Newswise — Olin College has joined the Public Interest Technology Universities Network (PIT-UN) as a charter member. The PIT-UN is a partnership of 21 colleges and universities across the United States who have come together to educate a new generation of students to more effectively design, build and govern new technologies in ways that advance the public interest.
The Network is supported by the Ford Foundation, Hewlett Foundation and New America Foundation.
“We are pleased to join like-minded institutions as a charter member of PIT-UN, as its goals are well-aligned with Olin’s mission of engineering education innovation focused on doing good in the world,” said Vincent P. Manno, Provost and Professor of Engineering at Olin.
PIT-UN’s mission is important because of the growing consensus that the role of technology, platforms and services should be evaluated and considered in a social context, so that questions of impact and consequence are considered from the beginning of work and research.
“This effort fits with Olin’s desire to become a leader in placing an understanding of social context, ethics, values, diversity and inclusion at the heart of the undergraduate engineering experience,” said Erhardt Graeff, Assistant Professor of Social and Computer Science. Graeff will be the liaison at Olin for this effort.
To build the field of public interest technology on campus, each institution commits to one or all of a series of activities including:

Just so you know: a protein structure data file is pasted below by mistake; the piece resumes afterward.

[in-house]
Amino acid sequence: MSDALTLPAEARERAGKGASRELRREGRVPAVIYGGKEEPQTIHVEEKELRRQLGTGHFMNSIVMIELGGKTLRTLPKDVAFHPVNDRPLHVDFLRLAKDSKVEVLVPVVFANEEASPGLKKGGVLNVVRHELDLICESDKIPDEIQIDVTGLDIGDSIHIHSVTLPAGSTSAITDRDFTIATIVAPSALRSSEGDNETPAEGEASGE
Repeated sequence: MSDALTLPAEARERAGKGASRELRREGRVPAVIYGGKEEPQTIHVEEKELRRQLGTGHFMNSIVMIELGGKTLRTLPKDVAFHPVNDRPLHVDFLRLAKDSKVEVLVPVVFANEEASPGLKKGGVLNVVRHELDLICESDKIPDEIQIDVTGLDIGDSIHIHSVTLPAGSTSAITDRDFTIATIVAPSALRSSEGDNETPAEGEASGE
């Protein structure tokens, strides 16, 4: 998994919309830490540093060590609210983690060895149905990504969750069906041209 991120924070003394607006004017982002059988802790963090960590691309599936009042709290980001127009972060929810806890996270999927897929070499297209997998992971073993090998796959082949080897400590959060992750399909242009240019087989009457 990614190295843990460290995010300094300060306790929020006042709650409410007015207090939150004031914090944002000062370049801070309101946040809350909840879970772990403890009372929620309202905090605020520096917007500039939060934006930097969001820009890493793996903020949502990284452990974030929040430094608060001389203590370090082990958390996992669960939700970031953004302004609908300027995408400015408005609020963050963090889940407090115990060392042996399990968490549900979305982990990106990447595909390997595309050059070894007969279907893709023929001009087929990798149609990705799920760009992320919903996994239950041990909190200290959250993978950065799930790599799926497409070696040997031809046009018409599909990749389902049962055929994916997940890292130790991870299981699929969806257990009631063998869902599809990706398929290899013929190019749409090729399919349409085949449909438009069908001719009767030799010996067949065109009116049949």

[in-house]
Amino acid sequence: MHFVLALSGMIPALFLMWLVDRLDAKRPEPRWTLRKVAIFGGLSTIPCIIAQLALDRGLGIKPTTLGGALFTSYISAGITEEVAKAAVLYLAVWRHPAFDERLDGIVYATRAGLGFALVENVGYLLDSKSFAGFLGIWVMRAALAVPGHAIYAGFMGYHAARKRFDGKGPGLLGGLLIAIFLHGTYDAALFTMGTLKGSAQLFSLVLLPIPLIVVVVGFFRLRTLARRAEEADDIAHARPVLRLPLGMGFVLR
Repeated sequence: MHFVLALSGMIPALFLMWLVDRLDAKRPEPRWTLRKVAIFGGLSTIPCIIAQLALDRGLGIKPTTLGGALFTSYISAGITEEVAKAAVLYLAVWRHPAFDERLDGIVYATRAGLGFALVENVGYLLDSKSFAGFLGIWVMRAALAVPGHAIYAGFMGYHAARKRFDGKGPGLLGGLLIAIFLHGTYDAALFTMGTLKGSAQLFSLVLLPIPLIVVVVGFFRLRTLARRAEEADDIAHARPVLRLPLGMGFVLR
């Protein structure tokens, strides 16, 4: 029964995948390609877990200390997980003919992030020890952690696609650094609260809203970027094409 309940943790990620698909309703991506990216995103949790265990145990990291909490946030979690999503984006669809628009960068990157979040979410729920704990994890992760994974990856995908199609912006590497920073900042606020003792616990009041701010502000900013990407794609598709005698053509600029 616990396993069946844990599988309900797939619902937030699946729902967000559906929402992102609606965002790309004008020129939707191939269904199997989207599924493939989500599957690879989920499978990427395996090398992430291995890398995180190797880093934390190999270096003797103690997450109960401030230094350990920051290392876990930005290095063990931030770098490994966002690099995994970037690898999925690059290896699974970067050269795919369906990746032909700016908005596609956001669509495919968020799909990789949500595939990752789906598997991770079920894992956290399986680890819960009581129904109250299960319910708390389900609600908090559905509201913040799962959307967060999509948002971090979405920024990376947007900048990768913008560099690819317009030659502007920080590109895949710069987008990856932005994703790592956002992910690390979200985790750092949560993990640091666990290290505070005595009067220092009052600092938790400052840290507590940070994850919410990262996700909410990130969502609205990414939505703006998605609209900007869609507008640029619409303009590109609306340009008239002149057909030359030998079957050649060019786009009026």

- Support curriculum and faculty development to enable interdisciplinary and cross-disciplinary education of students, so they can critically assess the ethical, political, and societal implications of new technologies, and design technologies in service of the public good.
- Develop experiential learning opportunities such as clinics, fellowships, apprenticeships, and internships, with public and private sector partners in the public interest technology space.
- Find ways to support graduates who pursue careers working in public interest technology, recognizing that financial considerations may make careers in this area unaffordable to many.
- Create mechanisms for faculty to receive recognition for the research, curriculum development, teaching, and service work needed to build public interest technology as an arena of inquiry.
Ultimately network members aspire to develop graduates with multiple fluencies: the ability to weave technical skills and knowledge (e.g. expertise drawn from computer science, data science, information science, bio- engineering, environmental engineering, and other areas), capabilities to identify, characterize, and address the societal, ethical, legal, and policy implications of their design and use, and the skills of value-centered design, empathy and perspective-taking that enable an understanding of needs and an assessment of impacts.
The goal of the network is to ensure the public is better served by the design and implementation of policies and services which anticipates the implications of technology.
"Olin's commitment to public interest technology encourages me to believe that I can truly use my technical skills to make a difference in the world," said first year Shreya Chowdhary, who is the co-founder of an initiative to match Olin students with technical projects at social ventures and nonprofits that can enact positive change.
Olin already has several programs well-aligned with the Public Interest Technology University Network, such as the Grand Challenge Scholars Program and Affordable Design and Entrepreneurship. Projects are also underway this spring to develop additional curricular and extracurricular initiatives that more deeply integrate the mission of public interest technology with the undergraduate engineering experience at Olin.